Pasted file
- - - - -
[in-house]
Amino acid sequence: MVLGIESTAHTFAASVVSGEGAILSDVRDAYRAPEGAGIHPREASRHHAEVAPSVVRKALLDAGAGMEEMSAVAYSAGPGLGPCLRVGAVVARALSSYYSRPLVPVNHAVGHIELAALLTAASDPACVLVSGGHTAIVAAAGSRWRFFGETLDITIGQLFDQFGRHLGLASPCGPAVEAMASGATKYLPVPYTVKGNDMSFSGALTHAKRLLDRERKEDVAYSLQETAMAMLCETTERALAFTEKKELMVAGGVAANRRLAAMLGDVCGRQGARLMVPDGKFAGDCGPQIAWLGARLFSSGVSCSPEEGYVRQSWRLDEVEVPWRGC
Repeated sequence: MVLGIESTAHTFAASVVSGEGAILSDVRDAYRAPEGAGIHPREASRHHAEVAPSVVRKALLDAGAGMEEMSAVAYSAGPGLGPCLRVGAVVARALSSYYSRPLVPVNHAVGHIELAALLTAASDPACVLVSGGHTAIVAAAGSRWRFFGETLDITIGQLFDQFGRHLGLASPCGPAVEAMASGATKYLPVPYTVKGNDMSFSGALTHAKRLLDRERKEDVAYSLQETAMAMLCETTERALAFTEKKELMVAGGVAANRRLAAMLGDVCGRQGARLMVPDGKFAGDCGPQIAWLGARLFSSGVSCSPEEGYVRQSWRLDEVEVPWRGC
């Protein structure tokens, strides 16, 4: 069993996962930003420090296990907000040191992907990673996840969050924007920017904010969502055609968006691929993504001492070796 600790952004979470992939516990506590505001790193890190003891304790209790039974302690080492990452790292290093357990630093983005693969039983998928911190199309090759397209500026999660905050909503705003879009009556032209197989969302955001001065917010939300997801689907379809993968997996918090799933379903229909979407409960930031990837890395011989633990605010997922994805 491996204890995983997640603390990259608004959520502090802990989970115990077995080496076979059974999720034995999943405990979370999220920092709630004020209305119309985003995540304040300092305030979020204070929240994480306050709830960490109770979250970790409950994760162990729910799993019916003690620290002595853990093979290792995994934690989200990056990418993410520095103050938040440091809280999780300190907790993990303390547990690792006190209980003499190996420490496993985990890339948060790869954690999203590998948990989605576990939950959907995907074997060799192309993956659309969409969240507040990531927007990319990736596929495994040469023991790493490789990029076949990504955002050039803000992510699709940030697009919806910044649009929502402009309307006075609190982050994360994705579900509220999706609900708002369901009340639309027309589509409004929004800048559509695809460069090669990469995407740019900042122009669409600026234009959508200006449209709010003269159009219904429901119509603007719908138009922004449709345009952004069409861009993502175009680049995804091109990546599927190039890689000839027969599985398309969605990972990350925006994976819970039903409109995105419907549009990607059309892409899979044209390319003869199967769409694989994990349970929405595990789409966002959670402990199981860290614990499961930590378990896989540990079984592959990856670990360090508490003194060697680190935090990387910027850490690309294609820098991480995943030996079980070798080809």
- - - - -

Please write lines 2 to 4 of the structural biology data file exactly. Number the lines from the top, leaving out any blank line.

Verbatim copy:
Amino acid sequence: MVLGIESTAHTFAASVVSGEGAILSDVRDAYRAPEGAGIHPREASRHHAEVAPSVVRKALLDAGAGMEEMSAVAYSAGPGLGPCLRVGAVVARALSSYYSRPLVPVNHAVGHIELAALLTAASDPACVLVSGGHTAIVAAAGSRWRFFGETLDITIGQLFDQFGRHLGLASPCGPAVEAMASGATKYLPVPYTVKGNDMSFSGALTHAKRLLDRERKEDVAYSLQETAMAMLCETTERALAFTEKKELMVAGGVAANRRLAAMLGDVCGRQGARLMVPDGKFAGDCGPQIAWLGARLFSSGVSCSPEEGYVRQSWRLDEVEVPWRGC
Repeated sequence: MVLGIESTAHTFAASVVSGEGAILSDVRDAYRAPEGAGIHPREASRHHAEVAPSVVRKALLDAGAGMEEMSAVAYSAGPGLGPCLRVGAVVARALSSYYSRPLVPVNHAVGHIELAALLTAASDPACVLVSGGHTAIVAAAGSRWRFFGETLDITIGQLFDQFGRHLGLASPCGPAVEAMASGATKYLPVPYTVKGNDMSFSGALTHAKRLLDRERKEDVAYSLQETAMAMLCETTERALAFTEKKELMVAGGVAANRRLAAMLGDVCGRQGARLMVPDGKFAGDCGPQIAWLGARLFSSGVSCSPEEGYVRQSWRLDEVEVPWRGC
């Protein structure tokens, strides 16, 4: 069993996962930003420090296990907000040191992907990673996840969050924007920017904010969502055609968006691929993504001492070796 600790952004979470992939516990506590505001790193890190003891304790209790039974302690080492990452790292290093357990630093983005693969039983998928911190199309090759397209500026999660905050909503705003879009009556032209197989969302955001001065917010939300997801689907379809993968997996918090799933379903229909979407409960930031990837890395011989633990605010997922994805 491996204890995983997640603390990259608004959520502090802990989970115990077995080496076979059974999720034995999943405990979370999220920092709630004020209305119309985003995540304040300092305030979020204070929240994480306050709830960490109770979250970790409950994760162990729910799993019916003690620290002595853990093979290792995994934690989200990056990418993410520095103050938040440091809280999780300190907790993990303390547990690792006190209980003499190996420490496993985990890339948060790869954690999203590998948990989605576990939950959907995907074997060799192309993956659309969409969240507040990531927007990319990736596929495994040469023991790493490789990029076949990504955002050039803000992510699709940030697009919806910044649009929502402009309307006075609190982050994360994705579900509220999706609900708002369901009340639309027309589509409004929004800048559509695809460069090669990469995407740019900042122009669409600026234009959508200006449209709010003269159009219904429901119509603007719908138009922004449709345009952004069409861009993502175009680049995804091109990546599927190039890689000839027969599985398309969605990972990350925006994976819970039903409109995105419907549009990607059309892409899979044209390319003869199967769409694989994990349970929405595990789409966002959670402990199981860290614990499961930590378990896989540990079984592959990856670990360090508490003194060697680190935090990387910027850490690309294609820098991480995943030996079980070798080809």